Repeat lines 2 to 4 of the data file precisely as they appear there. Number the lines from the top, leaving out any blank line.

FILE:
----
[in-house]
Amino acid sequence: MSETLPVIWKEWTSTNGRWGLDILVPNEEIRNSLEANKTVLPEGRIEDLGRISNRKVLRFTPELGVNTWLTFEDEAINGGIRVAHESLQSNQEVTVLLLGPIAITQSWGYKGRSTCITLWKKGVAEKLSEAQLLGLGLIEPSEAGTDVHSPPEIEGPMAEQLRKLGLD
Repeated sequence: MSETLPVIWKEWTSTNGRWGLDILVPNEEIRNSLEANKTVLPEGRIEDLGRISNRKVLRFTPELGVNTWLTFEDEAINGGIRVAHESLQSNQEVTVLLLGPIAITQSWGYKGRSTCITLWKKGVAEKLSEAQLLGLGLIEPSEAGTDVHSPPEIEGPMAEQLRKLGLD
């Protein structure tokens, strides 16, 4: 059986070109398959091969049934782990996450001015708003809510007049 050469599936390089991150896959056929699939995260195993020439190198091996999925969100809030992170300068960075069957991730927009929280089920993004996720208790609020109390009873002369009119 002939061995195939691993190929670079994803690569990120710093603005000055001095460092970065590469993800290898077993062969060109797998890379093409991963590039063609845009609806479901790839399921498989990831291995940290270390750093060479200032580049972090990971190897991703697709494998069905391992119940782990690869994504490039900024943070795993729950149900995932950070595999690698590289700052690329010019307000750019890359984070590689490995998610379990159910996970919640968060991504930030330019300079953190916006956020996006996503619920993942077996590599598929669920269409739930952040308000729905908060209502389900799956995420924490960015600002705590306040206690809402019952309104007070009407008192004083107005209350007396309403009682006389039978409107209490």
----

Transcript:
Amino acid sequence: MSETLPVIWKEWTSTNGRWGLDILVPNEEIRNSLEANKTVLPEGRIEDLGRISNRKVLRFTPELGVNTWLTFEDEAINGGIRVAHESLQSNQEVTVLLLGPIAITQSWGYKGRSTCITLWKKGVAEKLSEAQLLGLGLIEPSEAGTDVHSPPEIEGPMAEQLRKLGLD
Repeated sequence: MSETLPVIWKEWTSTNGRWGLDILVPNEEIRNSLEANKTVLPEGRIEDLGRISNRKVLRFTPELGVNTWLTFEDEAINGGIRVAHESLQSNQEVTVLLLGPIAITQSWGYKGRSTCITLWKKGVAEKLSEAQLLGLGLIEPSEAGTDVHSPPEIEGPMAEQLRKLGLD
């Protein structure tokens, strides 16, 4: 059986070109398959091969049934782990996450001015708003809510007049 050469599936390089991150896959056929699939995260195993020439190198091996999925969100809030992170300068960075069957991730927009929280089920993004996720208790609020109390009873002369009119 002939061995195939691993190929670079994803690569990120710093603005000055001095460092970065590469993800290898077993062969060109797998890379093409991963590039063609845009609806479901790839399921498989990831291995940290270390750093060479200032580049972090990971190897991703697709494998069905391992119940782990690869994504490039900024943070795993729950149900995932950070595999690698590289700052690329010019307000750019890359984070590689490995998610379990159910996970919640968060991504930030330019300079953190916006956020996006996503619920993942077996590599598929669920269409739930952040308000729905908060209502389900799956995420924490960015600002705590306040206690809402019952309104007070009407008192004083107005209350007396309403009682006389039978409107209490």